Also remember that ice that is floating (like ice shelves, sea ice and icebergs) does not contribute to sea level rise upon melting. Only land ice above sea level will contribute to sea level rise.

## Useful websites

1. Vaughan, D.G., et al., Observations: cryosphere. Climate change, 2013: p. 317-382.
2. Fretwell, L.O., et al., Bedmap2: improved ice bed, surface and thickness datasets for Antarctica. The Cryosphere, 2013. 7: p. 375-393.
3. Gärtner-Roer, I., et al., A database of worldwide glacier thickness observations. Global and Planetary Change, 2014. 122(0): p. 330-344.
4. Pfeffer, W.T., et al., The Randolph Glacier Inventory: a globally complete inventory of glaciers. Journal of Glaciology, 2014. 60(221): p. 537.
5. Andreassen, L., et al., Ice thickness measurements and volume estimates for glaciers in Norway. Journal of Glaciology, 2015. 61(228): p. 763-775.
6. Hock, R., et al., Mountain glaciers and ice caps around Antarctica make a large sea-level rise contribution. Geophysical Research Letters, 2009. 36: p. L07501.
7. Radic, V. and R. Hock, Regionally differentiated contribution of mountain glaciers and ice caps to future sea-level rise. Nature Geosci, 2011. 4(2): p. 91-94.
8. Grinsted, A., An estimate of global glacier volume. The Cryosphere, 2013. 7(1): p. 141-151.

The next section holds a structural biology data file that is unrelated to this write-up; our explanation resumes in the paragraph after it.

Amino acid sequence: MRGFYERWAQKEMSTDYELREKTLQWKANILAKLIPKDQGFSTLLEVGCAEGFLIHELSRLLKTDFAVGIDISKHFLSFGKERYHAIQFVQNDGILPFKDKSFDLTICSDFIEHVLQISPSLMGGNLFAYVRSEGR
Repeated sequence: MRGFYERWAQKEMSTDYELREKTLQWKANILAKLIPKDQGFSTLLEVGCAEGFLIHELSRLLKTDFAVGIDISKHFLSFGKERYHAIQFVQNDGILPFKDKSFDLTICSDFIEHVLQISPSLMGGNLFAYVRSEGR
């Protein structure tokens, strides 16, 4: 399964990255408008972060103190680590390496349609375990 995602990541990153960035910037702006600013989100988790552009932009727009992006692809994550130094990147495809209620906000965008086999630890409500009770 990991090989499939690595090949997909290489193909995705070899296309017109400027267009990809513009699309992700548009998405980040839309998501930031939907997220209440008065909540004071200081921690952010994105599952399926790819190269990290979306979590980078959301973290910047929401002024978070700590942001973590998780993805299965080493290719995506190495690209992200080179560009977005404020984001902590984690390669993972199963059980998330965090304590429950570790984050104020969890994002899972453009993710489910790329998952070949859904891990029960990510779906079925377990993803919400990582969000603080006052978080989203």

9. Bahr, D.B., Estimation of glacier volume and volume change by scaling methods, in Encyclopedia of Snow, Ice and Glaciers. 2014, Springer. p. 278-280.
10. Bahr, D.B., W.T. Pfeffer, and G. Kaser, A Review of Volume‐Area Scaling of Glaciers. Reviews of Geophysics, 2014.
11. Bahr, D.B., W.T. Pfeffer, and G. Kaser, Glacier volume estimation as an ill-posed inversion. Journal of Glaciology, 2014. 60(223): p. 922-934.
12. Radić, V. and R. Hock, Regional and global volumes of glaciers derived from statistical upscaling of glacier inventory data. Journal of Geophysical Research: Earth Surface, 2010. 115(F1): p. F01010.
13. Marshall, S.J., et al., Glacier Water Resources on the Eastern Slopes of the Canadian Rocky Mountains. Canadian Water Resources Journal / Revue canadienne des ressources hydriques, 2011. 36(2): p. 109-134.
14. Cook, A.J., et al., Glacier retreat on South Georgia and implications for the spread of rats. Antarctic Science, 2010. 22(03): p. 255-263.
15. Haeberli, W. and A. Linsbauer, Brief communication” Global glacier volumes and sea level–small but systematic effects of ice below the surface of the ocean and of new local lakes on land”. The Cryosphere, 2013. 7(3): p. 817-821.